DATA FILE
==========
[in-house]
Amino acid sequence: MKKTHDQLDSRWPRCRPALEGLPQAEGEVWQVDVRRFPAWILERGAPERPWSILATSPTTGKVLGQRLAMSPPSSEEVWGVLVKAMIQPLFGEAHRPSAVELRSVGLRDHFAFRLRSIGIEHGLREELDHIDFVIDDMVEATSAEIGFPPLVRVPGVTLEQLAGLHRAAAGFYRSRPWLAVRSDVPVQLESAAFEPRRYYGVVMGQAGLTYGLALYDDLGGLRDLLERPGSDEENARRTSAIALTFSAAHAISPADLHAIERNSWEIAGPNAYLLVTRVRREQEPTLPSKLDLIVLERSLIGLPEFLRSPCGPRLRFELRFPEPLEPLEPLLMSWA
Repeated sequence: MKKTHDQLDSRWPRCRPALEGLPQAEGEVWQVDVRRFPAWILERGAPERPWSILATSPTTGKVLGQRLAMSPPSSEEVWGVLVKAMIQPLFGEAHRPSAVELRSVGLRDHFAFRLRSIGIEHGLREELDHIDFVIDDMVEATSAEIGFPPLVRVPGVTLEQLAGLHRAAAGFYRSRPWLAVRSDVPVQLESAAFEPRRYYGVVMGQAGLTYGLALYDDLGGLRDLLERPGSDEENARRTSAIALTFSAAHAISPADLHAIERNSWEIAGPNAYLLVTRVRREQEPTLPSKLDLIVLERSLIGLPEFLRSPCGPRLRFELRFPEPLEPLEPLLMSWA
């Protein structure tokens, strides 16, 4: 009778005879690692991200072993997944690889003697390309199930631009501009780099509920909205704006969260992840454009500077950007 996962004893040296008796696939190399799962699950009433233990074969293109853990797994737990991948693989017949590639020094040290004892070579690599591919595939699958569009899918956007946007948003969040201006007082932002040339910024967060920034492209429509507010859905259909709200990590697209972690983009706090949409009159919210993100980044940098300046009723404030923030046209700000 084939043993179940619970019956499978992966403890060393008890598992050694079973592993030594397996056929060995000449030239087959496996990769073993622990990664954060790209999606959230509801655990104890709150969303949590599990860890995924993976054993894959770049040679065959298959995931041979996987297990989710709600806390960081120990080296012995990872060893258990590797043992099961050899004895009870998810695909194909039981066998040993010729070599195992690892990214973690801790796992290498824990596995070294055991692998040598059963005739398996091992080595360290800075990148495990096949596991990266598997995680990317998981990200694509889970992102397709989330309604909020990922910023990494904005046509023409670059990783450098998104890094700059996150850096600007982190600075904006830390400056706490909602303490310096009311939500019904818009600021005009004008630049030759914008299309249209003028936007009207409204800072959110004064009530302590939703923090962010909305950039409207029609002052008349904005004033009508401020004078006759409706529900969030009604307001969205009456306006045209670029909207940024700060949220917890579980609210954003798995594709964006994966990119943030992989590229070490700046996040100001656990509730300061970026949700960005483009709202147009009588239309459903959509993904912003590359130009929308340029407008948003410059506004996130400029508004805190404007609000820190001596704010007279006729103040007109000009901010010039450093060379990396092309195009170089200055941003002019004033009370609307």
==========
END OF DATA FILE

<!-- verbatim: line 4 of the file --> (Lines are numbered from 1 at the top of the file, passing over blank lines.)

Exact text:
């Protein structure tokens, strides 16, 4: 009778005879690692991200072993997944690889003697390309199930631009501009780099509920909205704006969260992840454009500077950007 996962004893040296008796696939190399799962699950009433233990074969293109853990797994737990991948693989017949590639020094040290004892070579690599591919595939699958569009899918956007946007948003969040201006007082932002040339910024967060920034492209429509507010859905259909709200990590697209972690983009706090949409009159919210993100980044940098300046009723404030923030046209700000 084939043993179940619970019956499978992966403890060393008890598992050694079973592993030594397996056929060995000449030239087959496996990769073993622990990664954060790209999606959230509801655990104890709150969303949590599990860890995924993976054993894959770049040679065959298959995931041979996987297990989710709600806390960081120990080296012995990872060893258990590797043992099961050899004895009870998810695909194909039981066998040993010729070599195992690892990214973690801790796992290498824990596995070294055991692998040598059963005739398996091992080595360290800075990148495990096949596991990266598997995680990317998981990200694509889970992102397709989330309604909020990922910023990494904005046509023409670059990783450098998104890094700059996150850096600007982190600075904006830390400056706490909602303490310096009311939500019904818009600021005009004008630049030759914008299309249209003028936007009207409204800072959110004064009530302590939703923090962010909305950039409207029609002052008349904005004033009508401020004078006759409706529900969030009604307001969205009456306006045209670029909207940024700060949220917890579980609210954003798995594709964006994966990119943030992989590229070490700046996040100001656990509730300061970026949700960005483009709202147009009588239309459903959509993904912003590359130009929308340029407008948003410059506004996130400029508004805190404007609000820190001596704010007279006729103040007109000009901010010039450093060379990396092309195009170089200055941003002019004033009370609307």